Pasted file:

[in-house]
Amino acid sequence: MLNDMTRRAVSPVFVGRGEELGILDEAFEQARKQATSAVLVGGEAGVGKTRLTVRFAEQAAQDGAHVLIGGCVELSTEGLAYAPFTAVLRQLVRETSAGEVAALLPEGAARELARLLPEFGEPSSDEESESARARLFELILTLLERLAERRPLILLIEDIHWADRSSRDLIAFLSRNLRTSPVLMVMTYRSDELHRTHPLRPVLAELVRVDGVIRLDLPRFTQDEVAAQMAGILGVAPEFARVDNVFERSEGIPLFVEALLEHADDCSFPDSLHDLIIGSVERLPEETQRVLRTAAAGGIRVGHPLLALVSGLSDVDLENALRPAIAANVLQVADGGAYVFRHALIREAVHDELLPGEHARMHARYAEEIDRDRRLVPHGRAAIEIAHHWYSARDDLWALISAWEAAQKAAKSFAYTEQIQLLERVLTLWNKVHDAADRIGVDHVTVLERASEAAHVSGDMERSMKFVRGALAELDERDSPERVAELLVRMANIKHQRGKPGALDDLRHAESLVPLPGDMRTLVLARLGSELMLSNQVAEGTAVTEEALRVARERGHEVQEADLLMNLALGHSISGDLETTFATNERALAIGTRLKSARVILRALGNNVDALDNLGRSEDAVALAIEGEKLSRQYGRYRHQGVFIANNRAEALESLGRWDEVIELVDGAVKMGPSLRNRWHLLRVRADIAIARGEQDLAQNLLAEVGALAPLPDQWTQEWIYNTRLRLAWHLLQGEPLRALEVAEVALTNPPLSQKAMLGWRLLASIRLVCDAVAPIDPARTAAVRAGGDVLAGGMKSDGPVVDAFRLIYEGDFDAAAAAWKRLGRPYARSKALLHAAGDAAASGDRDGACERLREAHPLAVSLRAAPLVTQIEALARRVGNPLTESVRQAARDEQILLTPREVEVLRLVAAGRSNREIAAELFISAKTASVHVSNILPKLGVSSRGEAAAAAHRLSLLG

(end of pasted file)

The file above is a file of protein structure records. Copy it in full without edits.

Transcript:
[in-house]
Amino acid sequence: MLNDMTRRAVSPVFVGRGEELGILDEAFEQARKQATSAVLVGGEAGVGKTRLTVRFAEQAAQDGAHVLIGGCVELSTEGLAYAPFTAVLRQLVRETSAGEVAALLPEGAARELARLLPEFGEPSSDEESESARARLFELILTLLERLAERRPLILLIEDIHWADRSSRDLIAFLSRNLRTSPVLMVMTYRSDELHRTHPLRPVLAELVRVDGVIRLDLPRFTQDEVAAQMAGILGVAPEFARVDNVFERSEGIPLFVEALLEHADDCSFPDSLHDLIIGSVERLPEETQRVLRTAAAGGIRVGHPLLALVSGLSDVDLENALRPAIAANVLQVADGGAYVFRHALIREAVHDELLPGEHARMHARYAEEIDRDRRLVPHGRAAIEIAHHWYSARDDLWALISAWEAAQKAAKSFAYTEQIQLLERVLTLWNKVHDAADRIGVDHVTVLERASEAAHVSGDMERSMKFVRGALAELDERDSPERVAELLVRMANIKHQRGKPGALDDLRHAESLVPLPGDMRTLVLARLGSELMLSNQVAEGTAVTEEALRVARERGHEVQEADLLMNLALGHSISGDLETTFATNERALAIGTRLKSARVILRALGNNVDALDNLGRSEDAVALAIEGEKLSRQYGRYRHQGVFIANNRAEALESLGRWDEVIELVDGAVKMGPSLRNRWHLLRVRADIAIARGEQDLAQNLLAEVGALAPLPDQWTQEWIYNTRLRLAWHLLQGEPLRALEVAEVALTNPPLSQKAMLGWRLLASIRLVCDAVAPIDPARTAAVRAGGDVLAGGMKSDGPVVDAFRLIYEGDFDAAAAAWKRLGRPYARSKALLHAAGDAAASGDRDGACERLREAHPLAVSLRAAPLVTQIEALARRVGNPLTESVRQAARDEQILLTPREVEVLRLVAAGRSNREIAAELFISAKTASVHVSNILPKLGVSSRGEAAAAAHRLSLLG